- Lau SK, Woo PC, Tse H, Fu CT, Au WK, Chen XC, Tsoi HW, Tsang TH, Chan JS, Tsang DN, et al: Identification of novel porcine and bovine parvoviruses closely related to human parvovirus 4. J Gen Virol. 2008, 89: 1840-1848. 10.1099/vir.0.2008/000380-0.PubMedView ArticleGoogle Scholar
- Nettleton PF, Rweyemamu MM: The association of calf serum with the contamination of BHK21 clone 13 suspension cells by a parvovirus serologically related to the minute virus of mice (MVM). Arch Virol. 1980, 64: 359-374. 10.1007/BF01320621.PubMedView ArticleGoogle Scholar
- Egyed L: Replication of bovine herpesvirus type 4 in human cells in vitro. J Clin Microbiol. 1998, 36: 2109-2111.PubMedPubMed CentralGoogle Scholar
- Egyed L: Bovine herpesvirus type 4: a special herpesvirus (review article). Acta Vet Hung. 2000, 48: 501-513.PubMedView ArticleGoogle Scholar
- Fong CK, Landry ML: An adventitious viral contaminant in commercially supplied A549 cells: identification of infectious bovine rhinotracheitis virus and its impact on diagnosis of infection in clinical specimens. J Clin Microbiol. 1992, 30: 1611-1613.PubMedPubMed CentralGoogle Scholar
- Michalski FJ, Dietz A, Hsiung GD: Growth characteristics of bovine herpesvirus 1 (infectious bovine rhinotracheitis) in human diploid cell strain WI-38. Proc Soc Exp Biol Med. 1976, 151: 407-410. 10.3181/00379727-151-39221.PubMedView ArticleGoogle Scholar
- Hattermann K, Roedner C, Schmitt C, Finsterbusch T, Steinfeldt T, Mankertz A: Infection studies on human cell lines with porcine circovirus type 1 and porcine circovirus type 2. Xenotransplantation. 2004, 11: 284-294. 10.1111/j.1399-3089.2004.00134.x.PubMedView ArticleGoogle Scholar
- Ma H, Shaheduzzaman S, Willliams DK, Gao Y, Khan AS: Investigations of porcine circovirus type 1 (PCV1) in vaccine-related and other cell lines. Vaccine. 2011, 29: 8429-8437. 10.1016/j.vaccine.2011.07.123.PubMedView ArticleGoogle Scholar
- Marcus-Sekura C, Richardson JC, Harston RK, Sane N, Sheets RL: Evaluation of the human host range of bovine and porcine viruses that may contaminate bovine serum and porcine trypsin used in the manufacture of biological products. Biologicals. 2011, 39: 359-369. 10.1016/j.biologicals.2011.08.003.PubMedPubMed CentralView ArticleGoogle Scholar
- Teixeira TF, Dezen D, Cibulski SP, Varela AP, Holz CL, Franco AC, Roehe PM: Torque teno sus virus (TTSuV) in cell cultures and trypsin. PLoS One. 2011, 6: e17501-10.1371/journal.pone.0017501.PubMedPubMed CentralView ArticleGoogle Scholar
- Tischer I, Bode L, Apodaca J, Timm H, Peters D, Rasch R, Pociuli S, Gerike E: Presence of antibodies reacting with porcine circovirus in sera of humans, mice, and cattle. Arch Virol. 1995, 140: 1427-1439. 10.1007/BF01322669.PubMedView ArticleGoogle Scholar
- Lednicky JA, Waltzek TB, Halpern MD, Hamilton SB: Comparative analysis of the full-length genome sequence of a clinical isolate of Human parainfluenza virus 4B. Scientifica. 2012, 2012: e871201-http://dx.doi.org/10.6064/2012/871201,View ArticleGoogle Scholar
- Magaldi TG, Buch MH, Murata H, Erickson KD, Neu U, Garcea RL, Peden K, Stehle T, DiMaio D: Mutations in the GM1 binding site of simian virus 40 VP1 alter receptor usage and cell tropism. J Virol. 2012, 86: 7028-7042. 10.1128/JVI.00371-12.PubMedPubMed CentralView ArticleGoogle Scholar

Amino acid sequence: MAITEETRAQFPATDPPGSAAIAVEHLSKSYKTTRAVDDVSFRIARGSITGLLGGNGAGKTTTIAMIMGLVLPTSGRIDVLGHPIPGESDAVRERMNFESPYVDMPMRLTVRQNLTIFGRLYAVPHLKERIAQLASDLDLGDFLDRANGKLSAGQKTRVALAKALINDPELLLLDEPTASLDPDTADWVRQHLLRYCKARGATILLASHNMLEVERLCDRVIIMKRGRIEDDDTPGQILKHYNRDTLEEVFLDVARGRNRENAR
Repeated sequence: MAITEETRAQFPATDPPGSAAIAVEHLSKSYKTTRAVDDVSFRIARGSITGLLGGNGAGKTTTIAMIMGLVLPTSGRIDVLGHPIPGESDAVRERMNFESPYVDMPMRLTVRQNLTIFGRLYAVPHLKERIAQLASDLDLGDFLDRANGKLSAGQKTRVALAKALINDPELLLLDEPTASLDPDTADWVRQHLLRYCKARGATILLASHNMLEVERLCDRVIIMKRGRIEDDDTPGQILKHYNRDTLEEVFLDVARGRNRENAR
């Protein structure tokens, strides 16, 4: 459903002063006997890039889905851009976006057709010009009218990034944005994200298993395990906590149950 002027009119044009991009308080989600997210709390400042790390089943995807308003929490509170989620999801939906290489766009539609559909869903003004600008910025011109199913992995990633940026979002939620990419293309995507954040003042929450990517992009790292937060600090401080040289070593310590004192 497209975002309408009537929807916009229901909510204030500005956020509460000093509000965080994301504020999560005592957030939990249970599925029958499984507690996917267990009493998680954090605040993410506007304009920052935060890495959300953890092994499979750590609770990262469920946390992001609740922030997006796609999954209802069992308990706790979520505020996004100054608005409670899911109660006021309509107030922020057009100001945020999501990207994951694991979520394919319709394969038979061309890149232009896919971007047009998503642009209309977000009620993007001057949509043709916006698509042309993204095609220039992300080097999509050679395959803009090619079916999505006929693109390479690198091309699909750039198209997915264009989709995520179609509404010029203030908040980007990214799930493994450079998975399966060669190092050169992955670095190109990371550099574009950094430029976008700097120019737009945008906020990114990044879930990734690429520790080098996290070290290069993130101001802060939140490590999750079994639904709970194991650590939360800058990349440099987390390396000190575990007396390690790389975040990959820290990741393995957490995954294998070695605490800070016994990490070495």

- My MDCK cells (ATCC® CCL-34) have developed vacuoles. What is wrong?. 2012, http://atcc.custhelp.com/app/answers/detail/a_id/443/~/atcc%E2%AE-ccl-34%3A-vacuoles-in-mdck-cells,
- Staras SA, Dollard SC, Radford KW, Flanders WD, Pass RF, Cannon MJ: Seroprevalence of cytomegalovirus infection in the United States, 1988–1994. Clin Infect Dis. 2006, 43: 1143-1151. 10.1086/508173.PubMedView ArticleGoogle Scholar
- Zhang LJ, Hanff P, Rutherford C, Churchill WH, Crumpacker CS: Detection of human cytomegalovirus DNA, RNA, and antibody in normal donor blood. J Infect Dis. 1995, 171: 1002-1006. 10.1093/infdis/171.4.1002.PubMedView ArticleGoogle Scholar
- Ulrich W, Schlederer MP, Buxbaum P, Stummvoll H, Rockenschaub S, Kovarik J, Krisch I: The histopathologic identification of CMV infected cells in biopsies of human renal allografts. An evaluation of 100 transplant biopsies by in situ hybridization. Pathol Res Pract. 1986, 181: 739-745. 10.1016/S0344-0338(86)80050-4.PubMedView ArticleGoogle Scholar
- Hendrix RM, Wagenaar M, Slobbe RL, Bruggeman CA: Widespread presence of cytomegalovirus DNA in tissues of healthy trauma victims. J Clin Pathol. 1997, 50: 59-63. 10.1136/jcp.50.1.59.PubMedPubMed CentralView ArticleGoogle Scholar
- Abdul-Rasool S, Fielding BC: Understanding human coronavirus HCoV-NL63. Open Virol J. 2010, 4: 76-84. 10.2174/1874357901004010076.PubMedPubMed CentralView ArticleGoogle Scholar
- Fouchier RA, Hartwig NG, Bestebroer TM, Niemeyer B, de Jong JC, Simon JH, Osterhaus AD: A previously undescribed coronavirus associated with respiratory disease in humans. Proc Natl Acad Sci USA. 2004, 101: 6212-6216. 10.1073/pnas.0400762101.PubMedPubMed CentralView ArticleGoogle Scholar
- Leung TF, Li CY, Lam WY, Wong GW, Cheuk E, Ip M, Ng PC, Chan PK: Epidemiology and clinical presentations of human coronavirus NL63 infections in hong kong children. J Clin Microbiol. 2009, 47: 3486-3492. 10.1128/JCM.00832-09.PubMedPubMed CentralView ArticleGoogle Scholar
- Pyrc K, Berkhout B, van der Hoek L: The novel human coronaviruses NL63 and HKU1. J Virol. 2007, 81: 3051-3057. 10.1128/JVI.01466-06.PubMedPubMed CentralView ArticleGoogle Scholar
- van der Hoek L, Pyrc K, Berkhout B: Human coronavirus NL63, a new respiratory virus. FEMS Microbiol Rev. 2006, 30: 760-773. 10.1111/j.1574-6976.2006.00032.x.PubMedView ArticleGoogle Scholar
- van der Hoek L, Pyrc K, Jebbink MF, Vermeulen-Oost W, Berkhout RJ, Wolthers KC, Wertheim-van Dillen PM, Kaandorp J, Spaargaren J, Berkhout B: Identification of a new human coronavirus. Nat Med. 2004, 10: 368-373. 10.1038/nm1024.PubMedView ArticleGoogle Scholar